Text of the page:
Solution to Problem 1: October 2023

Before presenting solutions to the various parts of this question, we present a few general facts that will be used throughout the solutions. As well, we will often denote a list of integers enclosed in brackets. For example, we might write \([1,2,3,4,5]\) instead of \(1,2,3,4,5\). This is to emphasize when we want to think of a list is a single object to which we can refer.

**Fact 1**: If \(n\) is
a positive integer with units digit different from \(9\), then \(D(n+1)=D(n)+1\).

*Proof.* Suppose that \(n\)
is a \(k\)-digit positive integer with
digits \(A_{1}, A_{2}, \ldots, A_{k-1},
A_{k}\), when read from left to right. That is, \(n\) is \(A_{1}A_{2}\cdots A_{k-1}A_{k}\). Then \(D(n) = A_{1} + A_{2} + \cdots + A_{k-1} +
A_k\). Since \(A_{k} \neq 9\),
no "carry" occurs when adding \(1\) to
\(n\). In other words, \(n+1\) is a \(k\)-digit positive integer with digits
\(A_{1},A_{2},\ldots, A_{k-1},
A_{k}+1\) when read from left to right. Therefore, \(D(n+1) = A_{1} + A_{2} + \cdots + A_{k-1} + (A_{k}
+ 1) = (A_{1} + A_{2} + \cdots + A_{k-1} + A_{k}) + 1 = D(n) +
1\). ◻

**Fact 2**: Suppose that \(L=[n,n+1,n+2,\dots,n+k]\) is a list of
consecutive non-negative integers. If none of \(n+1,n+2,\dots,n+k\) is a multiple of \(10\), then the integers \(D(n),D(n+1),\dots, D(n+k)\) are
consecutive.

*Proof.* None of \(n,n+1,\dots,n+k-1\) has a units digit of
\(9\). This is because the alternative
would imply that one of \(n+1,n+2,\dots,n+k\) has a units digit of
\(0\) and so is a multiple of \(10\). Therefore, we can repeatedly apply
Fact 1 to get that \(D(n+1)\) is one
more than \(D(n)\), \(D(n+2)\) is one more than \(D(n+1)\), and so on up to \(D(n+k)\) is one more than \(D(n+k-1)\). ◻

**Fact 3**: Suppose \(m\) is an integer with \(m>1\) and that \([a,a+1,a+2,\dots,a+(m-2)]\) is a list of
\(m-1\) consecutive integers with the
property that no integer in the list is a multiple of \(m\). Then the remainder after \(a\) is divided by \(m\) is \(1\) and the remainder after \(a+m-2\) is divided by \(m\) is \(m-1\).

*Proof.* In the hint, it was stated that the remainders after
dividing the positive integers \(1,2,3,4,5,\dots\) by \(m\) are \[1,2,3,\dots,m-2,m-1,0,1,2,3,\dots,m-2,m-1,0,1,2,\dots\]
That is, the remainders cycle through the values \(1,2,3,\dots,m-2,m-1,0\) in that order.

Consider the list \([a,a+1,a+2,\dots,a+(m-2)]\). Since none of the \(m-1\) integers in this list are multiples of \(m\), none of the remainders after dividing by \(m\) can be \(0\), so the remainders must be \(1,2,3,\dots,m-2,m-1\) in that order. In particular, the remainder after dividing \(a\) by \(m\) is \(1\) and the remainder after dividing \(a+(m-2)\) by \(m\) is \(m-1\). ◻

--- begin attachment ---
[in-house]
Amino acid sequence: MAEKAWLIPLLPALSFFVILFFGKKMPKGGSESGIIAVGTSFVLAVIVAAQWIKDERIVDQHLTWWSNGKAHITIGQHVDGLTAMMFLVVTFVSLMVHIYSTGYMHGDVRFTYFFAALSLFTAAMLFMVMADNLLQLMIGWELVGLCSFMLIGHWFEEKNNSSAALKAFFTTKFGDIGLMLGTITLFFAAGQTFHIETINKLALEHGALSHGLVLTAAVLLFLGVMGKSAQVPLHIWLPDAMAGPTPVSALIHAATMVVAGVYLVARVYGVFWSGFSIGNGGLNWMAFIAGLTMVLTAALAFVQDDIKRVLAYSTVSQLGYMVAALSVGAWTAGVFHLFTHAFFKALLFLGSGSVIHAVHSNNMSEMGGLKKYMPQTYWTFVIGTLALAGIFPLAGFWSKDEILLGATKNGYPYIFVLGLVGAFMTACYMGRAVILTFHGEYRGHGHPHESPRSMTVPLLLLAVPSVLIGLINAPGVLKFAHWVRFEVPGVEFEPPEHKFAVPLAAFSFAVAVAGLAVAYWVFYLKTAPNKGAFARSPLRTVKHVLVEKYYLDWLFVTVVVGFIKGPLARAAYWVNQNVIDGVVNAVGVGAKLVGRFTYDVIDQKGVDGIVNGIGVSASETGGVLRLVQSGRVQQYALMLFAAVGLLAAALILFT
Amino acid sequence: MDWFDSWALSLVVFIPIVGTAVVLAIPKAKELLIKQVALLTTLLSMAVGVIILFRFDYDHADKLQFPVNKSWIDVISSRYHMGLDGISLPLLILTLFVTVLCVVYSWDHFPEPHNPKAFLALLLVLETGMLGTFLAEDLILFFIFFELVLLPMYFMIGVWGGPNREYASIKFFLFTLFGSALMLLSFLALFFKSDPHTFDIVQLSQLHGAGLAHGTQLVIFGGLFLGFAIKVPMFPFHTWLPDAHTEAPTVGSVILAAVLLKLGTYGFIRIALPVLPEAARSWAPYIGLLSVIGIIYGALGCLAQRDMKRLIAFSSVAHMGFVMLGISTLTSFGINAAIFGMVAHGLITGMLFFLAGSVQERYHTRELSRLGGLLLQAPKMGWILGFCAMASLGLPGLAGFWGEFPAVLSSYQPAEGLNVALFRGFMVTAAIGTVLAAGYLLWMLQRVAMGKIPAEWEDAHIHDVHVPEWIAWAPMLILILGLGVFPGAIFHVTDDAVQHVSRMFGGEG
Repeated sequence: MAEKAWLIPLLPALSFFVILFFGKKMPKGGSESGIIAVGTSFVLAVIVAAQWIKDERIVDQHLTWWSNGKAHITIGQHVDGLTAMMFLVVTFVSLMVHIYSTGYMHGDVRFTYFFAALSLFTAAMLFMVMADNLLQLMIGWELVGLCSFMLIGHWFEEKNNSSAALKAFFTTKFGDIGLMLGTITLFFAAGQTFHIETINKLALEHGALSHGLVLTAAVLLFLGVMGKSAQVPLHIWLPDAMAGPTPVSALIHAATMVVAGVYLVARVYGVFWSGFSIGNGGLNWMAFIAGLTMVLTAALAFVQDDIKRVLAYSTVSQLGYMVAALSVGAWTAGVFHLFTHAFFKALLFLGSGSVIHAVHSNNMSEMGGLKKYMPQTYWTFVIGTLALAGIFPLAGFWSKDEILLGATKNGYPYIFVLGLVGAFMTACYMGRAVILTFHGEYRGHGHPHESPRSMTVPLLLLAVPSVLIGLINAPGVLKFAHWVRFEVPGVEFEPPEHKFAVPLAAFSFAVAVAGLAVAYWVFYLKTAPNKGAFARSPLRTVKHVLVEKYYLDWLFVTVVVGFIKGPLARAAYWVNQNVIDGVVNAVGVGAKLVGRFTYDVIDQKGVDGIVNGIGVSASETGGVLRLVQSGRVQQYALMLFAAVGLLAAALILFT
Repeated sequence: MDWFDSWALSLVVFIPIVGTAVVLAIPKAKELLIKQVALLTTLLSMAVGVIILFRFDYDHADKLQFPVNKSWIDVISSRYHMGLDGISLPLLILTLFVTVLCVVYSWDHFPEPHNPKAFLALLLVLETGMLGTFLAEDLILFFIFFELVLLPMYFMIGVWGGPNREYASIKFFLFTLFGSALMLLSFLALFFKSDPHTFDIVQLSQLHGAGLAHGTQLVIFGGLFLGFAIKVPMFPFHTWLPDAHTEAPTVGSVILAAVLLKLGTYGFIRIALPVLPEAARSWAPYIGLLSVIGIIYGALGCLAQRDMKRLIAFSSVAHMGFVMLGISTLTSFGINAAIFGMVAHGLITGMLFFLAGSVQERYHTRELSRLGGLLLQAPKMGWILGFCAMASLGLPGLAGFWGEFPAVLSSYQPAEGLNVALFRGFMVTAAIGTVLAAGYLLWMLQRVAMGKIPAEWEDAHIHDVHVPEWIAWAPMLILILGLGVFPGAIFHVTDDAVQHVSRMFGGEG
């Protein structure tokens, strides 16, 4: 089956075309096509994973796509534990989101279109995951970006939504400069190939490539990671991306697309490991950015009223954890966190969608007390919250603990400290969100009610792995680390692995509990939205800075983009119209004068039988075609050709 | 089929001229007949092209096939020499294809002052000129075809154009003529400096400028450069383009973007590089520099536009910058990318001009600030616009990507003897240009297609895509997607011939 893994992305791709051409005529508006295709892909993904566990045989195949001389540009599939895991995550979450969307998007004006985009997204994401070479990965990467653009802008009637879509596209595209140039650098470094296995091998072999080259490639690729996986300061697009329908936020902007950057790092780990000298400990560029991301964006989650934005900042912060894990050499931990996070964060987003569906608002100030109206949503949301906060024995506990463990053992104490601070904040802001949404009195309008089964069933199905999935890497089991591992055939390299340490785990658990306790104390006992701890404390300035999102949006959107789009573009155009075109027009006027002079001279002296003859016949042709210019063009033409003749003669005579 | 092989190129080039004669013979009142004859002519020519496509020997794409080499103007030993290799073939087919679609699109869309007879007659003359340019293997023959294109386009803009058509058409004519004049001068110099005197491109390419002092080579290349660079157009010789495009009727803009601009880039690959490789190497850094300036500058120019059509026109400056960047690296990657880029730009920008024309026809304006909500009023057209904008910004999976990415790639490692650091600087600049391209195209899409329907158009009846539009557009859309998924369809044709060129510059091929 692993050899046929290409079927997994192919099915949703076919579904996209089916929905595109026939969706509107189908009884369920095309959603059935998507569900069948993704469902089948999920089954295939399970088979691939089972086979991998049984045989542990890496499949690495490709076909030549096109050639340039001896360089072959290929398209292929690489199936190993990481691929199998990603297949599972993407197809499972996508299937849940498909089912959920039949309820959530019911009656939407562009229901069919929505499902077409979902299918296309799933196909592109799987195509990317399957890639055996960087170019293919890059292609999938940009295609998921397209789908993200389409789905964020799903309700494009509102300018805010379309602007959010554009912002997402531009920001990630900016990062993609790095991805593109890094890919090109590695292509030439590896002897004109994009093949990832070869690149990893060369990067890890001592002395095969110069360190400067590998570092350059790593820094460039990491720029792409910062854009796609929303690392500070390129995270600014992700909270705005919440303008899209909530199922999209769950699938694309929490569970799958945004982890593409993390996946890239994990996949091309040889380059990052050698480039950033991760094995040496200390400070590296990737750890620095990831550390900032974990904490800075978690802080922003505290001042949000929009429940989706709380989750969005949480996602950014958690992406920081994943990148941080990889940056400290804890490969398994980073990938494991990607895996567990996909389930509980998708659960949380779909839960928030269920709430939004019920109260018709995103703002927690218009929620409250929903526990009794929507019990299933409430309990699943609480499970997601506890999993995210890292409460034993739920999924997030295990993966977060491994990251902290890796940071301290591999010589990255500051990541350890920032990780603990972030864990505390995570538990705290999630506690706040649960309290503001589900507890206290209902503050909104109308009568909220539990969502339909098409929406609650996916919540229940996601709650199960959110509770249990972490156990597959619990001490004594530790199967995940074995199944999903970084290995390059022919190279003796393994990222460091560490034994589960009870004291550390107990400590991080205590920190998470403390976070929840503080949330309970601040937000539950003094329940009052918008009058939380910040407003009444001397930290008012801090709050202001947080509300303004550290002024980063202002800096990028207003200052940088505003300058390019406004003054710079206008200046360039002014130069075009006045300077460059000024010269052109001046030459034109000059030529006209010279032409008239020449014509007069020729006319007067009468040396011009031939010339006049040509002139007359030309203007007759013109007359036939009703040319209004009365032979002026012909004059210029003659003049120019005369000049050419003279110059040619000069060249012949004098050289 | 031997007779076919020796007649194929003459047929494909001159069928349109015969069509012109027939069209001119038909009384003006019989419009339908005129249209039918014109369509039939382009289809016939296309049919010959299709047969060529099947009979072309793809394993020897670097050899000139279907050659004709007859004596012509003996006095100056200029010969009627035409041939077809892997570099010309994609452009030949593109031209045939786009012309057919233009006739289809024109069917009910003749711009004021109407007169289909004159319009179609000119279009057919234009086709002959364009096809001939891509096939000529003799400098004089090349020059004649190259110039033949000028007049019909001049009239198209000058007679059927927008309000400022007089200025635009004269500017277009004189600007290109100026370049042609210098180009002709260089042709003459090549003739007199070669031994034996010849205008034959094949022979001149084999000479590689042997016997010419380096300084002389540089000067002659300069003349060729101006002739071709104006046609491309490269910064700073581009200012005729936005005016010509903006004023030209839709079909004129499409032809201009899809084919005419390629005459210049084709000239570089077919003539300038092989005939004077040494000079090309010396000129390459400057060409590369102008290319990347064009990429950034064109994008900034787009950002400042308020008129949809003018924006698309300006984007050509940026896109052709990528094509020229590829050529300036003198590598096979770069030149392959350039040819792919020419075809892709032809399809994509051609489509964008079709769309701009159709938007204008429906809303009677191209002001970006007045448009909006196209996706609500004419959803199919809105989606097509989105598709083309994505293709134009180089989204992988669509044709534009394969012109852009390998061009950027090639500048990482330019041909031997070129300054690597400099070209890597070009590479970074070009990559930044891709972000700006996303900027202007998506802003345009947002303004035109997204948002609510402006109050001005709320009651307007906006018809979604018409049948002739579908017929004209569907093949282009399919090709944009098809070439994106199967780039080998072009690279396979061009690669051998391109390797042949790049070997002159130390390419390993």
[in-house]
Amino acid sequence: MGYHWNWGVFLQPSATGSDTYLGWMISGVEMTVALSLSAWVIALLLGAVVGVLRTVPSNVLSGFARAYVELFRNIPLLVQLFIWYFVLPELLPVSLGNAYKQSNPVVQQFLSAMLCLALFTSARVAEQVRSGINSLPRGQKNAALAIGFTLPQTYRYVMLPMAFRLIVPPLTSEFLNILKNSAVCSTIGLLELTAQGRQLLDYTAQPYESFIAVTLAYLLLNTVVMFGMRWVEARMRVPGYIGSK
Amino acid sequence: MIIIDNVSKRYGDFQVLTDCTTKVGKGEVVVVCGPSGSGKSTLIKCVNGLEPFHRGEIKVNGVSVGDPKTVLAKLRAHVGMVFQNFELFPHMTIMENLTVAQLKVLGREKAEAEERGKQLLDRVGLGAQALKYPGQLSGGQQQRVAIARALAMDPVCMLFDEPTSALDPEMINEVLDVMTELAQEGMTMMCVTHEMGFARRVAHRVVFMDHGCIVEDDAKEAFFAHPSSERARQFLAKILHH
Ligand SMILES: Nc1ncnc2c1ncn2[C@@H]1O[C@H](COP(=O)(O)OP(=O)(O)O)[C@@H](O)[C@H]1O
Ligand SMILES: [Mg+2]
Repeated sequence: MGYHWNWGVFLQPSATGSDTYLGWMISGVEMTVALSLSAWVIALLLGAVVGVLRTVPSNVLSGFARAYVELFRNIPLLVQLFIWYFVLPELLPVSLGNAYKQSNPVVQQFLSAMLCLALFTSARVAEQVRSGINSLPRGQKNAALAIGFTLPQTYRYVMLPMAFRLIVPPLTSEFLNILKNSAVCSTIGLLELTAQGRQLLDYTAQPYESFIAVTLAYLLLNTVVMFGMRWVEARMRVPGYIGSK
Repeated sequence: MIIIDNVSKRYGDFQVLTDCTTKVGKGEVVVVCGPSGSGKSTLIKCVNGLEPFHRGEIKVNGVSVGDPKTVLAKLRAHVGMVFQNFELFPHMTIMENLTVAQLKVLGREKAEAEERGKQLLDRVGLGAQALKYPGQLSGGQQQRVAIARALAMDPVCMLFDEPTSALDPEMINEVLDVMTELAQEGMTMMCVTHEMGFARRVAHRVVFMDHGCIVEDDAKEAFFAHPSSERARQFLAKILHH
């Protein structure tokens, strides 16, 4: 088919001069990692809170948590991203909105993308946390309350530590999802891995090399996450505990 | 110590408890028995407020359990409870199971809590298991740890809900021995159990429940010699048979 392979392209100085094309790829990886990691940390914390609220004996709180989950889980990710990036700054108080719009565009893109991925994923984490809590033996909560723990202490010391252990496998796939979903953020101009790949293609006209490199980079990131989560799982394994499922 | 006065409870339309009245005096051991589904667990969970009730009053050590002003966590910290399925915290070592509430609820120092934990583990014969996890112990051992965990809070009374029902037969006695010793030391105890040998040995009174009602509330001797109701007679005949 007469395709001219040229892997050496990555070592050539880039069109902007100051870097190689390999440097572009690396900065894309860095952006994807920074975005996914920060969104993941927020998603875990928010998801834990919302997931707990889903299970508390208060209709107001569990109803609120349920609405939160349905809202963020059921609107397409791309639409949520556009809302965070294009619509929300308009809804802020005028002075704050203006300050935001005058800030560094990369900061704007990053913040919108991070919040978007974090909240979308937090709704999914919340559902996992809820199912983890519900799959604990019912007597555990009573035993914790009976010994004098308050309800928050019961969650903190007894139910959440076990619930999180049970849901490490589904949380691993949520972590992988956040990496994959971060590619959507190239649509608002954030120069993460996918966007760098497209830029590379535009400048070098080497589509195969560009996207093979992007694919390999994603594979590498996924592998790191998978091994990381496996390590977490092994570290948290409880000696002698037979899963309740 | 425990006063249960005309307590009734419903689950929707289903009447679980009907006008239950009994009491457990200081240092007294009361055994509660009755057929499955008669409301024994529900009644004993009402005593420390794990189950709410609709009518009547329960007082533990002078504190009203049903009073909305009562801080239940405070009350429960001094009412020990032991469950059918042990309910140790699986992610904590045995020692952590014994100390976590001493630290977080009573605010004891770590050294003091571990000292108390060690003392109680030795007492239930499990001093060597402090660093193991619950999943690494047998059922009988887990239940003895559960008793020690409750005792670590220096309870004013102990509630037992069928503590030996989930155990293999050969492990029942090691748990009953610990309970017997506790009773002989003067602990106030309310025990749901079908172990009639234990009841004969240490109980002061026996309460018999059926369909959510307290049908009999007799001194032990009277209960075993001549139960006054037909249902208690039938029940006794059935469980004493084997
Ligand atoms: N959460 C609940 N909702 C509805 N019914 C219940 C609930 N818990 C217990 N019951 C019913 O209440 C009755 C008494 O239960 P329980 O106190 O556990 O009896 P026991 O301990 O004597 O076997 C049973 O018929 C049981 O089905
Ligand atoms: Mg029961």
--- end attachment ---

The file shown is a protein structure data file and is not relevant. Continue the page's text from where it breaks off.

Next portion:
For a positive integer \(n\) with
units digit \(d\), we say that \(n\) has \(k\) *trailing \(d\)s* if the rightmost \(k\) digits of \(n\) are \(d\) but the rightmost \(k+1\) digits are not equal to \(d\). For example, the integer \(123\) has one trailing \(3\), \(45000\) has three trailing \(0\)s, and \(29199\) has two trailing \(9\)s.

By Fact 1, it is "usually" easy to predict \(D(n+1)\) from \(D(n)\) since if the units digit of \(n\) is not \(9\), then \(D(n+1)=D(n)+1\). However, if the units digit of \(n\) is \(9\), then adding \(1\) causes a carry to happen, so the digit sum can go down. For example, the digit sum of \(2499\) is \(D(2499)=2+4+9+9=24\), but the digit sum of \(2499+1=2500\) is \(D(2500)=2+5+0+0=7\). Fact 4 establishes a relationship between \(D(n)\) and \(D(n+1)\) when \(n\) has a units digit of \(9\).

**Fact 4**: Suppose \(n\) is a positive integer with \(t\) trailing \(9\)s. Then \(D(n+1) - D(n) = 1-9t\).

*Proof.* Suppose \(n\) has
\(t\) trailing \(9\)s, which means we can assume that \(n\) takes the form \(n=A_1A_2A_3\cdots A_{r-1} A_r99\cdots 99\)
where the \(A_i\) are the first \(r\) digits and \(A_r\neq 9\). Since \(A_r\) is a digit that is not \(9\), it must be less than \(9\). Therefore, when we add \(1\) to \(n\), the first \(r-1\) digits do not change, the \(r\)^{th} digit increases by \(1\), and all of the trailing \(9\)s become trailing \(0\)s. In symbols, \(n+1\) is the integer \(A_1A_2\cdots A_{r-1}(A_r+1)00\cdots
00\).

Computing digit sums, \(D(n) = A_1+A_2+\cdots+A_r+9t\) and \(D(n+1) = A_1+A_2+\cdots+A_{r-1}+(A_r+1)\). Subtracting, we get cancellation of \(A_1\) through \(A_r\) and are left with \(D(n+1) - D(n) = 1 - 9t\). ◻

**Remark**: We will repeatedly use the observation that
if \(L=[a,a+1,a+2,\dots,a+k]\) is an
\(m\)-list for some \(m\), then every sublist of \(L\) is also an \(m\)-list. One important consequence of this
fact is that if we can show that there does not exist an \(m\)-list of length \(k\), then we can conclude that there is no
\(m\)-list that is longer than \(k\). Thus, in general, if we want to prove
that \(k\) is the maximum length of an
\(m\)-list, it suffices to do the
following:

Produce an example of an \(m\)-list of length \(k\).

Show that there does not exist an \(m\)-list of length \(k+1\).

The list \([9,10]\) has \(D(9)=9\) and \(D(10)=1\), both of which are odd. Therefore, \([9,10]\) is a \(2\)-list of length \(2\). We will now show that a list of three consecutive positive integers cannot be a \(2\)-list.

Suppose \(a\) is a positive integer with the property that \(D(a)\) and \(D(a+1)\) are both odd. Since \(D(a)\) is odd, \(D(a)+1\) is even. We are assuming that \(D(a+1)\) is odd, and since \(D(a)+1\) is even, we conclude that \(D(a+1)\neq D(a)+1\).

By Fact 1, the units digit of \(a\) must be \(9\) (otherwise \(D(a+1)=D(a)+1\)), so the units digit of \(a+1\) is \(0\). Again by Fact 1, \(D(a+2)=D(a+1)+1\), and since \(D(a+1)\) is odd, \(D(a+1)+1=D(a+2)\) is even.

Now consider the list \([a,a+1,a+2]\). If \(D(a)\) and \(D(a+1)\) are both odd, we have shown that \(D(a+2)\) is even. This means it is impossible for \(D(a)\), \(D(a+1)\), and \(D(a+2)\) to all be odd, so we conclude that a \(2\)-list of length \(3\) cannot exist.